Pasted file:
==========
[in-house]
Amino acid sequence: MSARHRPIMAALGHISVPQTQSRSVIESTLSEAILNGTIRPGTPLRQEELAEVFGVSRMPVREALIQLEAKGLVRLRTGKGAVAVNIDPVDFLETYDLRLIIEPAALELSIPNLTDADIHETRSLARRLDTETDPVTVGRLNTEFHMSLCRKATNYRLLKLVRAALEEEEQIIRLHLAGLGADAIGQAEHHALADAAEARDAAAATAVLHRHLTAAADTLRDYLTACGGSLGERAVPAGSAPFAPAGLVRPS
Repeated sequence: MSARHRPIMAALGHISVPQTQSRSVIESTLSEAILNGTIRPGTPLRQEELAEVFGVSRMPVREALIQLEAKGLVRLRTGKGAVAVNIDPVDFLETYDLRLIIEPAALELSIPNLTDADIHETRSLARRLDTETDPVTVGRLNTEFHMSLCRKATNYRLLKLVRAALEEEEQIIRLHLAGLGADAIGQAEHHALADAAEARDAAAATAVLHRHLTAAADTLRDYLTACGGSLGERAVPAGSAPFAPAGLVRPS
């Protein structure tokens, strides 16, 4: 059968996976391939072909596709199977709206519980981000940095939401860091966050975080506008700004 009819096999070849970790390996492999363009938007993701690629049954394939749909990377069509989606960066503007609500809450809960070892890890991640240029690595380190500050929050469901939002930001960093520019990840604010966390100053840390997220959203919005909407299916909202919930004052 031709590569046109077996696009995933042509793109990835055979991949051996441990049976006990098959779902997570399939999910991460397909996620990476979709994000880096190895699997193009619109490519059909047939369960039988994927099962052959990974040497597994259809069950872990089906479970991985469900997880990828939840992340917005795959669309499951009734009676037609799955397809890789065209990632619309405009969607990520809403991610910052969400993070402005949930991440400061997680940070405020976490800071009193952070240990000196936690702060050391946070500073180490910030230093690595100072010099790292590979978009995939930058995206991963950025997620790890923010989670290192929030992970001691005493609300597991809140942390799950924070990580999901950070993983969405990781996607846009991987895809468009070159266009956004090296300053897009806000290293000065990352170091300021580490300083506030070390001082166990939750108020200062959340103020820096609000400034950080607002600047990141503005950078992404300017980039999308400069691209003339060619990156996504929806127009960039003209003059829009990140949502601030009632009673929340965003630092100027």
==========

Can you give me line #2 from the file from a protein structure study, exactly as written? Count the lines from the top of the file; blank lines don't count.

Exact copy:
Amino acid sequence: MSARHRPIMAALGHISVPQTQSRSVIESTLSEAILNGTIRPGTPLRQEELAEVFGVSRMPVREALIQLEAKGLVRLRTGKGAVAVNIDPVDFLETYDLRLIIEPAALELSIPNLTDADIHETRSLARRLDTETDPVTVGRLNTEFHMSLCRKATNYRLLKLVRAALEEEEQIIRLHLAGLGADAIGQAEHHALADAAEARDAAAATAVLHRHLTAAADTLRDYLTACGGSLGERAVPAGSAPFAPAGLVRPS